The Nakamura-za Kabuki theater 中村座 歌舞伎
The art of kabuki, a type of stylized Japanese dance-drama, is a fascinating reflection of Japanese culture. Although it started out as a type of dance, kabuki eventually evolved into a full-blown type of theater, where its performers wear elaborate costumes and apply elaborate makeup to tell a dramatic story.
Kabuki originated in 1603 when a woman named Izumo no Okuni began performing a special new style of dance that she had created. Kabuki caught on almost instantly. Women began learning kabuki dances and performing them for audiences. Kabuki had a large impact socially as well. The dances themselves were very suggestive and, even though it didn’t start out that way, many prostitutes began learning the dances so they could attract customers. The performances started attracting bad crowds. In 1629, the government stepped in and banned women from performing the dances.
Male dancers then took over. Known as wakashu, these men were typically young and effeminate. As such, prostitution wasn’t stopped as the men were just as available as the female dancers. In 1652, the government banned young males from dancing as well since it became very common for brawls to break out at performances over them.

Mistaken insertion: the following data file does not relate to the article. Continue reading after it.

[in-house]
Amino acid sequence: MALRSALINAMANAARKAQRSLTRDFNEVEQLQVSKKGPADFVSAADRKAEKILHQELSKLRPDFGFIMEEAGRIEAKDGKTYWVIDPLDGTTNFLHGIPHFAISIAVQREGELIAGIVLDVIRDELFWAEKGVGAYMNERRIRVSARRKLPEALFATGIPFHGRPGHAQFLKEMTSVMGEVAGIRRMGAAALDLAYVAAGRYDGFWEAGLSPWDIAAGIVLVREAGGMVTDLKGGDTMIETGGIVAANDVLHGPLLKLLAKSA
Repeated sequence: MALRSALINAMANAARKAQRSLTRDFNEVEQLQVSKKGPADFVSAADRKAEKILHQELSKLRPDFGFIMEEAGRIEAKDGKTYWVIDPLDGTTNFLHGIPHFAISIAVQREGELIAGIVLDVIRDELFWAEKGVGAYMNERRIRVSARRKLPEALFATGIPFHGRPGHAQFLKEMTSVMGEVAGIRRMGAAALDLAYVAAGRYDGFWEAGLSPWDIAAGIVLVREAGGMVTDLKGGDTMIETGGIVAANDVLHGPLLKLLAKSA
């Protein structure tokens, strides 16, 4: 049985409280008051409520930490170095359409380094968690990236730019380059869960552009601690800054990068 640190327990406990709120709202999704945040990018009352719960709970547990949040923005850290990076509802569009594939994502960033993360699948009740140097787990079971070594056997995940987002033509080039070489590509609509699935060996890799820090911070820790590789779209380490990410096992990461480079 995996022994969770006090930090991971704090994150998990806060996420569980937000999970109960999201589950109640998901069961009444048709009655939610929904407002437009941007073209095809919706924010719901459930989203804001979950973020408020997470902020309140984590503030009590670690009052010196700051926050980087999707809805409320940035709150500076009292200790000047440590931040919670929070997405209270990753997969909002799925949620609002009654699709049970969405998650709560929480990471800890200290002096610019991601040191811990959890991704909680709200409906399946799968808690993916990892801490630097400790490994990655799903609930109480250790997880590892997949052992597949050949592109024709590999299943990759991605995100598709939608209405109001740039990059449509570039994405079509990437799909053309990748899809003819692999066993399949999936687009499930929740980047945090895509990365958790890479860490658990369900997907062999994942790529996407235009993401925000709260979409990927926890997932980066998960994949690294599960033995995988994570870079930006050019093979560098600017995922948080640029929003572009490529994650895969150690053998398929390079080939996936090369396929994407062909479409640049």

Kabuki really came into its own during its “Golden Age” which lasted from 1673 to 1841. The dances really began to have a formal structure and kabuki theaters began to catch on. Unlike most plays, these lasted all day from sunrise to sunset. Many theaters were destroyed again during World War II and the forces occupying the country banned kabuki. The ban only lasted until 1947, but the damage had already been done. As Japan tried to rebuild itself after the war, it began rejecting its “old ways” and kabuki was almost abandoned. However, a director began producing plays that revitalized kabuki and it remains popular today.